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Flogging Molly // Live @ The Vogue Theatre // 10.26.17

Article and Photos by: Linda Carlson


Indianapolis, IN – The expression, “Everyone is Irish on St. Patrick’s Day” needs to be amended to be, “Everyone is Irish on St. Patrick’s Day and whenever attending a Flogging Molly concert.”  There is no mistaking the Irish in their music music (an abundance of strings, including that telltale violin/fiddle, those beautiful Irish accents and that sound that makes you believe you are in an Irish pub) or the obligatory downing of beer and other bevvies.  There was raucous laughter onstage and off, people bouncing up and down and… moshing?  Yep, Moshing.  That surprised me at an Irish event, but this was no ordinary Irish event…this was Flogging Molly.

Openers Jon Snodgrass and Radkey did a great job warming up the audience.  I was particularly intrigued to hear (and see) Radkey, three young musicians who have a garage band mystique.  They were a perfect blend of 1970s groovy with a 2000’s heavy sound, thanks to brothers Isaiah (bass), Solomon (drums) and Dee (lead vocals/guitar) Radke.   Make no bones about it, they were just plain hip and cool.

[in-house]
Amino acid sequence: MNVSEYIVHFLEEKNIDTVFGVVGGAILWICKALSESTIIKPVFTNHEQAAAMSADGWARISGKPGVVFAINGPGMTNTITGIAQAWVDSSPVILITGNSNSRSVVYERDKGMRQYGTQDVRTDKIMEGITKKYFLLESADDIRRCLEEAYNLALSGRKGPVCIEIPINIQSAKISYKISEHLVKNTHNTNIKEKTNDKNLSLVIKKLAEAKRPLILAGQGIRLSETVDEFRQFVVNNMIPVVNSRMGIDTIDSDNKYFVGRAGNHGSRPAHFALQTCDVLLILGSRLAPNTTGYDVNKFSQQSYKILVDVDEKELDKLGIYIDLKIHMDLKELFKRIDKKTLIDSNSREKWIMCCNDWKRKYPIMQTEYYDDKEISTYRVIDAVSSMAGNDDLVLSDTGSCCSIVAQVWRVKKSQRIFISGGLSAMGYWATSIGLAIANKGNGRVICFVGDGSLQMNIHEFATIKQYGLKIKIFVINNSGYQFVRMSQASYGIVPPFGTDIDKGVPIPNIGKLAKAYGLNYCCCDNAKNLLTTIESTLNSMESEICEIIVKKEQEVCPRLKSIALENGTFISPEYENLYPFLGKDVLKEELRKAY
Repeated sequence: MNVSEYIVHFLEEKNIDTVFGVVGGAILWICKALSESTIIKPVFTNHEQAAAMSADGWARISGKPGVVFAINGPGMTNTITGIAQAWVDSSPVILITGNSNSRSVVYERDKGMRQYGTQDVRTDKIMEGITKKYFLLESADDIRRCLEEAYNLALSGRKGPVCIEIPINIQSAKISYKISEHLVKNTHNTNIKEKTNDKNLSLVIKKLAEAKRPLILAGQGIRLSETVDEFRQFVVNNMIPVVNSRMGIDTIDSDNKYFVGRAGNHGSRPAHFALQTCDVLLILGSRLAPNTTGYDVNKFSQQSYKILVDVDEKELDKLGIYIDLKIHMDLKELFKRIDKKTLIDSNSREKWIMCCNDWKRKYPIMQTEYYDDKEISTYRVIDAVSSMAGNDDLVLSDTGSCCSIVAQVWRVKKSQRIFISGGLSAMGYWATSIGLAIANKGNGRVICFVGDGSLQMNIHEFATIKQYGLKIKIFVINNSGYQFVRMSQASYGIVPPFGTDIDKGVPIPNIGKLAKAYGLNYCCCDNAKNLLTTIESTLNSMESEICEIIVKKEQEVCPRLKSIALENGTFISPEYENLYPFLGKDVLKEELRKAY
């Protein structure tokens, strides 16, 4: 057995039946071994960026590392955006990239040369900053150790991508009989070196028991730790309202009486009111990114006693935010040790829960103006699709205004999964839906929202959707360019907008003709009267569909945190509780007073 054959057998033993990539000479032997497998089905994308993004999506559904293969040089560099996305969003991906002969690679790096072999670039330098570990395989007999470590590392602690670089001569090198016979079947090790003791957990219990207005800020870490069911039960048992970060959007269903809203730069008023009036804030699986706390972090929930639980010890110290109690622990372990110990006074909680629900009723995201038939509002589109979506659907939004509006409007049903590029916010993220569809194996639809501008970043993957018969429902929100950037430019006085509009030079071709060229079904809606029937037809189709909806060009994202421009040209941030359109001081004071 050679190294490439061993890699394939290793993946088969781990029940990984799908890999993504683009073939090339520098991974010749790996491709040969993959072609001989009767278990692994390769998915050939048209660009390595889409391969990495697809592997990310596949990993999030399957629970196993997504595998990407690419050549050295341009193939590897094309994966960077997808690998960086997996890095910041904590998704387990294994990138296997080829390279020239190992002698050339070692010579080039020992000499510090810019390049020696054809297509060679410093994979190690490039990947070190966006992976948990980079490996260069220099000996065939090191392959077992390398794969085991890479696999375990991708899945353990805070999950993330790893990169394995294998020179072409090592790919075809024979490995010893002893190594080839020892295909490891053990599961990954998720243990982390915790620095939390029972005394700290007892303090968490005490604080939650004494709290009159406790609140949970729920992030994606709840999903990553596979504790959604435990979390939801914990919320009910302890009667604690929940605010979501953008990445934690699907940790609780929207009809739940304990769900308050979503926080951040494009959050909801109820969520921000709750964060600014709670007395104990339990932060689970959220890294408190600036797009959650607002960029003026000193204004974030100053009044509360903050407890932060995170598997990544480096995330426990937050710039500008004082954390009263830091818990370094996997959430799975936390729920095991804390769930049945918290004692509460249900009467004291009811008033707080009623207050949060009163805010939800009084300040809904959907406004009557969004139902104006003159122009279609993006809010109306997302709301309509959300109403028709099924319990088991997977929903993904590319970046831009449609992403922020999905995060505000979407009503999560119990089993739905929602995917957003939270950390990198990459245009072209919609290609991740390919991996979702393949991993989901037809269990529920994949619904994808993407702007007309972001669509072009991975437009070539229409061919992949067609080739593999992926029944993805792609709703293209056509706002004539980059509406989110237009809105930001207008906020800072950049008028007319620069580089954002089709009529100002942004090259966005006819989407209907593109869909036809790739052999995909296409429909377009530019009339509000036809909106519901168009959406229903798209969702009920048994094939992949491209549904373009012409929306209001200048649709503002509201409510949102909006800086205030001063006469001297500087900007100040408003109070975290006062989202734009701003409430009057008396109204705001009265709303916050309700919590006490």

Of course, the crowd was ready to live it up for Flogging Molly.  This ensemble of seven musicians can work the crowd into a blustering flurry of singing and dancing.  Lead vocalist and guitarist Dave King, violinist/fiddle player Bridget Regan, bassist Nathen Maxwell, guitarist Dennis Casey, mandolin/banjo aficionado Bob Schmidt, accordion/concertina player Matt Hensley and drummer Mike Alonso are seasoned performers who do not seem to tire of the touring routine, which can sap the energy of ordinary people.  But this group…they brought it to full tilt with a full set and encore.

Despite the lively nature of the music, the Life is Good tour is also a reminder to be aware of the social and political decisions being made around you.  According to the band’s Facebook page, “The one thing we are is a positive band,” adds Dave King. “When people come and see our shows, it’s a celebration–of life, of the good and of the bad. And we have to take the good and the bad for it to be a life.”

Whatever your background, go see Flogging Molly and be an honorary Irishman / Irishwoman for an evening.  You will not regret it, or your hangover the next day.

Linda Carlson
Linda has been photographing people since she was ten. Forever intrigued by the complex beauty of the human form, she brings the eye of a portraitist to the unpredictability and spectacle of the concert scene.